Decomposition of Crystal Violet

Crystal violet (aka gentian violet and numerous alternative trade names) reacts with alkali to form a colourless compound as shown below.

    crystal violet

The reaction can be followed using a colorimeter to measure the disappearance of the violet colour.


eye-protection Solutions of crystal violet must be prepared with care since the material is harmful if swallowed, a severe eye irritant and there is limited evidence that it may cause cancer.

The dilute solutions of crystal violet used for the investigations here do not constitute a hazard (final concentration in the cuvette typically 4μg per cm3).

Solutions of sodium hydroxide between 0.05M and 0.5M should be labelled ‘Irritant’. Concentration greater than 0.5M should not be needed and it is not difficult to achieve good results with concentrations lower than 0.05M.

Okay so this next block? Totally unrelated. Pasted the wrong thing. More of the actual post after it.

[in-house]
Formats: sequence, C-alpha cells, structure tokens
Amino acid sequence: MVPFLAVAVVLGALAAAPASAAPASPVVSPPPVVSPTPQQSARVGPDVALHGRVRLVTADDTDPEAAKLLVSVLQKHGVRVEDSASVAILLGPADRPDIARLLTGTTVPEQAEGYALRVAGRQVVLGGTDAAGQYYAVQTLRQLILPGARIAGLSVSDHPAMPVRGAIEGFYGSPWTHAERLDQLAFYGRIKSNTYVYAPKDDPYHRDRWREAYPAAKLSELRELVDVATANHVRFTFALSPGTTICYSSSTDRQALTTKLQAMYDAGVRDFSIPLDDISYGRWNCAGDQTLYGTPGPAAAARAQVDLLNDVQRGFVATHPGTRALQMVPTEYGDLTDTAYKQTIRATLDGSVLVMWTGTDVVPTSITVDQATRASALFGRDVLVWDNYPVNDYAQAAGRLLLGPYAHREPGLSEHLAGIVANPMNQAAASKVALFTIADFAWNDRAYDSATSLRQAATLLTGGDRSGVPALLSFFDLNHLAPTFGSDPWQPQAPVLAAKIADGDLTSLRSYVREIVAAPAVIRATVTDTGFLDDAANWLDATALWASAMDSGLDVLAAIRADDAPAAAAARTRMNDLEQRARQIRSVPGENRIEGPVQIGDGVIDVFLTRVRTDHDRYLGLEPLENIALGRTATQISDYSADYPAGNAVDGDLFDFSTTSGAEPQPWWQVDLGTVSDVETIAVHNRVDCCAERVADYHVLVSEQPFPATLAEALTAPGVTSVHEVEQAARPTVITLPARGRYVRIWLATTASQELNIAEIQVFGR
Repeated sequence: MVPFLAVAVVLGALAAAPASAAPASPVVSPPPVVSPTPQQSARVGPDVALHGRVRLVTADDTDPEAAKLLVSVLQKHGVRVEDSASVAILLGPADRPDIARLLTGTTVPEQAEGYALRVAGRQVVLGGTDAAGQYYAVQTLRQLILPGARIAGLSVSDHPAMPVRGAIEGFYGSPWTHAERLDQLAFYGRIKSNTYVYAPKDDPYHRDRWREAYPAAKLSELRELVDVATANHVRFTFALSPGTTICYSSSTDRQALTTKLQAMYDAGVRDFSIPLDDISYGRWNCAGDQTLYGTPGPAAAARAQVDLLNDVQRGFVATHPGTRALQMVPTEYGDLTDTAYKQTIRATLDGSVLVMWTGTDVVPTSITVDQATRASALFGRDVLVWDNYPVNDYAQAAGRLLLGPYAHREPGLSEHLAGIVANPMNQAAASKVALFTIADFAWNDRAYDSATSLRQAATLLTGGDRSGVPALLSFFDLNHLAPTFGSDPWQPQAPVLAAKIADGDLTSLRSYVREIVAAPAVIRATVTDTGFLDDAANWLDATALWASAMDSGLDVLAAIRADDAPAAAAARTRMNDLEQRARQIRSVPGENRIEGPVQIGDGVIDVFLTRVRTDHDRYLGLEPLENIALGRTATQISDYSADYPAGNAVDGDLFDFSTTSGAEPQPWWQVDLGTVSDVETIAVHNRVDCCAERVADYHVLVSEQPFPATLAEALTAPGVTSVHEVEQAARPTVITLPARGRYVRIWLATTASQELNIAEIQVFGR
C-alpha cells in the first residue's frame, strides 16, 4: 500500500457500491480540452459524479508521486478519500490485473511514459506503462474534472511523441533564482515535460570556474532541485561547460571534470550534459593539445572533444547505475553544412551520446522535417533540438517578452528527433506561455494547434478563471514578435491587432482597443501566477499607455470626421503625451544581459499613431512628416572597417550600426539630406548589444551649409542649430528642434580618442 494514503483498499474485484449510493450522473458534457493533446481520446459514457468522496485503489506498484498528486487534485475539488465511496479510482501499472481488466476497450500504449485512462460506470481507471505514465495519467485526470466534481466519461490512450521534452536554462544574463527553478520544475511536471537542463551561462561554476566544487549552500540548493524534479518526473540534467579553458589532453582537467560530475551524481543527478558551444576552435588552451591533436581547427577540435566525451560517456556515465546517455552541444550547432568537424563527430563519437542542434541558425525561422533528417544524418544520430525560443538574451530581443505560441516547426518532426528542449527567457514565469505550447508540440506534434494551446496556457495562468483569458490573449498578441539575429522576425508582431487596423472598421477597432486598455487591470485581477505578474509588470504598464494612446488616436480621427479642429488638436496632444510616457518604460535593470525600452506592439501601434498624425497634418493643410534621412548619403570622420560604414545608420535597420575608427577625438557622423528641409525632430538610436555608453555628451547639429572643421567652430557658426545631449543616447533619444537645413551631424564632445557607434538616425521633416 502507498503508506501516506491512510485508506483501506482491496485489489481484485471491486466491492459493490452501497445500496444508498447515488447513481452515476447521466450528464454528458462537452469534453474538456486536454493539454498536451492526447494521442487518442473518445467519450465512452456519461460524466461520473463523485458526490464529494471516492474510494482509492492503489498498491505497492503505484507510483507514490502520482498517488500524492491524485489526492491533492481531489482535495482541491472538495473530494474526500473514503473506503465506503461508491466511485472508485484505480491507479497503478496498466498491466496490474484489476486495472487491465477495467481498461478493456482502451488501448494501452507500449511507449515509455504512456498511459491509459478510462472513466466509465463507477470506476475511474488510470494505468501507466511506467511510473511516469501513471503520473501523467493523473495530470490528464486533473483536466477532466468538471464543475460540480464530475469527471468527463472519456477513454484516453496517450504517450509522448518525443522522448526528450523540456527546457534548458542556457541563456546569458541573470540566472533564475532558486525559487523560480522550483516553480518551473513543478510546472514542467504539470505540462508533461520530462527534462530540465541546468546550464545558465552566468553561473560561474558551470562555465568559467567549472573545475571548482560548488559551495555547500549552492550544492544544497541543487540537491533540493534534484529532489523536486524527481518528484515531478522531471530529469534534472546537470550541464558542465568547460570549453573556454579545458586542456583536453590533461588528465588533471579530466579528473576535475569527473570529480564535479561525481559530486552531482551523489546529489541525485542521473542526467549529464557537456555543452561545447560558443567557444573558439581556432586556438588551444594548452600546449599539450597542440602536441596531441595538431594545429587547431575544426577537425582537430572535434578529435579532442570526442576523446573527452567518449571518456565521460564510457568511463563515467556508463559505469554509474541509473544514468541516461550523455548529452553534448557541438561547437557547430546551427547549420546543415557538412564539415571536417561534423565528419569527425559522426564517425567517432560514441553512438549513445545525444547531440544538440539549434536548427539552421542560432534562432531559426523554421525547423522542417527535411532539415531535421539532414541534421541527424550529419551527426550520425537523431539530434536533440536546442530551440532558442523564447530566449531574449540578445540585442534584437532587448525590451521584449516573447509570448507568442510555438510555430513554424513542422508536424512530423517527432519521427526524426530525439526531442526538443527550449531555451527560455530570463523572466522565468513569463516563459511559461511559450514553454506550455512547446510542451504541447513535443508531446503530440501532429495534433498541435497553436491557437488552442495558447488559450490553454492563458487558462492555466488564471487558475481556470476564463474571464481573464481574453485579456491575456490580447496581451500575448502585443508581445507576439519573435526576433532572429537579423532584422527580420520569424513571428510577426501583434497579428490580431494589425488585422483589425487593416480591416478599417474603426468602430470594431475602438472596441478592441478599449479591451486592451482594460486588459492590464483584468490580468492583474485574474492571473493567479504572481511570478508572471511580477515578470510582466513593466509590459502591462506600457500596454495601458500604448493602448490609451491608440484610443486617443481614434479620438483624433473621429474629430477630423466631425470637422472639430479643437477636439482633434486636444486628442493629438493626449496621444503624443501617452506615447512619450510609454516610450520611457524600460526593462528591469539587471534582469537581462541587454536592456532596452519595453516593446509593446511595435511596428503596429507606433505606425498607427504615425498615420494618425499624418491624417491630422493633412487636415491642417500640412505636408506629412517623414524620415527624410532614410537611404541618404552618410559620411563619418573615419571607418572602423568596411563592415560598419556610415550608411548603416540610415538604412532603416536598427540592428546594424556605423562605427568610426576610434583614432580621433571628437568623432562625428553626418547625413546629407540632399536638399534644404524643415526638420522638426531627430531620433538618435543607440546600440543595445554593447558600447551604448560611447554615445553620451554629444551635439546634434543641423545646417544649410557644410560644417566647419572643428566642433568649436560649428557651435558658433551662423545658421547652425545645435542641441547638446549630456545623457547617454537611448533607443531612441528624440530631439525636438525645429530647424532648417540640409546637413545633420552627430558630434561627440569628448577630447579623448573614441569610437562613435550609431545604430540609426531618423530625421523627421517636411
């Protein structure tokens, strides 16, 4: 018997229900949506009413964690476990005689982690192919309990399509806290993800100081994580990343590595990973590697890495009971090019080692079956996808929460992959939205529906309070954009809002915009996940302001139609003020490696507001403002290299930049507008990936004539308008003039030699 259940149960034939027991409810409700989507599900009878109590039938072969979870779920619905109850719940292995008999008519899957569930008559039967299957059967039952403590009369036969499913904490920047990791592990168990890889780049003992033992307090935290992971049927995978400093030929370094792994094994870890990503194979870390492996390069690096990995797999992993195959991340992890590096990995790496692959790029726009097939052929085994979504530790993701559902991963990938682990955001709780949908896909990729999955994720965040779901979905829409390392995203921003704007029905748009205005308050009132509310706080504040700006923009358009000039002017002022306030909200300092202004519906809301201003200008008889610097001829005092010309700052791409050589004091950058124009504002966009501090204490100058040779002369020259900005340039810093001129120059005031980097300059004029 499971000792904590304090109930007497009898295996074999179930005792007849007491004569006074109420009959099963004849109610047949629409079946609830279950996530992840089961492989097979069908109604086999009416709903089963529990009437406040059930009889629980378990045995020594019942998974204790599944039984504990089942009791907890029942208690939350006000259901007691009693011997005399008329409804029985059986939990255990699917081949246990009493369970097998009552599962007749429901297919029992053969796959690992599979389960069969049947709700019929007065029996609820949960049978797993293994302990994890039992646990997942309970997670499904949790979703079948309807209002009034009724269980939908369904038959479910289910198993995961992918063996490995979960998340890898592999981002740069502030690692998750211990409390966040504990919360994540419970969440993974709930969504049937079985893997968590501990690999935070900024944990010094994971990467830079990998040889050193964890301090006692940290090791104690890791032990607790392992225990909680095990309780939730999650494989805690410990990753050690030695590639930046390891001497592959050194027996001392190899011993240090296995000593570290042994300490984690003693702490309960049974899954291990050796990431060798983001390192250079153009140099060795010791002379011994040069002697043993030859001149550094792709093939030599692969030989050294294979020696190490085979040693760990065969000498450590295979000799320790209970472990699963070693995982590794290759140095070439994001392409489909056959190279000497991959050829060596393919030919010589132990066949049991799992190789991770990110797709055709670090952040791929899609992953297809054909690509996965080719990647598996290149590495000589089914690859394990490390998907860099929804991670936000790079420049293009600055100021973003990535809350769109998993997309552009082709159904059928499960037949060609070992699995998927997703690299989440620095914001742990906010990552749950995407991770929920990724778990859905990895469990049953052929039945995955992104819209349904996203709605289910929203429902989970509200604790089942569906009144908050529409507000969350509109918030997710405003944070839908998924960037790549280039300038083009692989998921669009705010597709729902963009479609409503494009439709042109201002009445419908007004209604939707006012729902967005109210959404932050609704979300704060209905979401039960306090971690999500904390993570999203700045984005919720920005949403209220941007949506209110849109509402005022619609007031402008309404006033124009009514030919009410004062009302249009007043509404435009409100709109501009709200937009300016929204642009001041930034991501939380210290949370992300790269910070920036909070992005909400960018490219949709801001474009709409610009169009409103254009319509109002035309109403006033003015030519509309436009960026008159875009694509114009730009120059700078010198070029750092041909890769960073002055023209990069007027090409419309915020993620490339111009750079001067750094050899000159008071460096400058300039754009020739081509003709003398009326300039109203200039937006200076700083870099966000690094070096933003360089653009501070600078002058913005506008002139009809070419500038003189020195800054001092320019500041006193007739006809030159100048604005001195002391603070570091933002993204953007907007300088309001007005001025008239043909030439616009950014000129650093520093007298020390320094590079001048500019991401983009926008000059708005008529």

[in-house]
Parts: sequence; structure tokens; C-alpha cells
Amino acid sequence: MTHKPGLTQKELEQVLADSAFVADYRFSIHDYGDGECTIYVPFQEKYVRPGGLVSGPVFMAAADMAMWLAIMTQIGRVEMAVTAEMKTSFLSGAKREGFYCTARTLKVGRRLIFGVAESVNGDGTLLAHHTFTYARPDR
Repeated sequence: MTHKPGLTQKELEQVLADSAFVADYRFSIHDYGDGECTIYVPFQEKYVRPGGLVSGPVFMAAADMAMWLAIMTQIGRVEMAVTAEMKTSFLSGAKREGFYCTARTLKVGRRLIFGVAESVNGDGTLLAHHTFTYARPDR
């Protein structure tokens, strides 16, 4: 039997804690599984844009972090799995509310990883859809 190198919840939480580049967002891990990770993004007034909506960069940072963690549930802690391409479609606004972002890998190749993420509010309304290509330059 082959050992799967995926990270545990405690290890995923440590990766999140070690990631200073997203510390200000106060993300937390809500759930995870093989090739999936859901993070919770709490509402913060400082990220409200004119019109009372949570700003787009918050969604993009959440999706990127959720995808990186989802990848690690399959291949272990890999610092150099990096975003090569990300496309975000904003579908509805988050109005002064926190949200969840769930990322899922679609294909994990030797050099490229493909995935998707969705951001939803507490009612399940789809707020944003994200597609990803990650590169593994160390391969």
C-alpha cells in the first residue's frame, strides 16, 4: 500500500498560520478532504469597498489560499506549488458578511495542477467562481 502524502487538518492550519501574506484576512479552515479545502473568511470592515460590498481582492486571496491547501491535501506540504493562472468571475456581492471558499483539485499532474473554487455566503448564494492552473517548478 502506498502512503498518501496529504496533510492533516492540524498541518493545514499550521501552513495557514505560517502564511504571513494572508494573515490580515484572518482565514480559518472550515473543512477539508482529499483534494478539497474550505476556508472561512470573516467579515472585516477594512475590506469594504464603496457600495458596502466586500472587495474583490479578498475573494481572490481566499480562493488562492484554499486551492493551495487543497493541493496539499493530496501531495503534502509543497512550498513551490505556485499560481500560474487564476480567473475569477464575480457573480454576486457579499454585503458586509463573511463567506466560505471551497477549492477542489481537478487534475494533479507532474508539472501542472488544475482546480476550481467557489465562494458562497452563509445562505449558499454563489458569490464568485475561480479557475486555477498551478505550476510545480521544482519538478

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Transmittance vs Time

    The results shown in below were obtained using cuvettes containing 4cm3

    2cm3 of NaOH at twice the final concentration shown was placed in the cuvette and the reaction started by adding 2cm3 of crystal violet solution containing 16μg of crystal violet (8mg per litre prepared by dilution).

    transmittance vs time

Effect of NaOH concentration

    NaOH concentration
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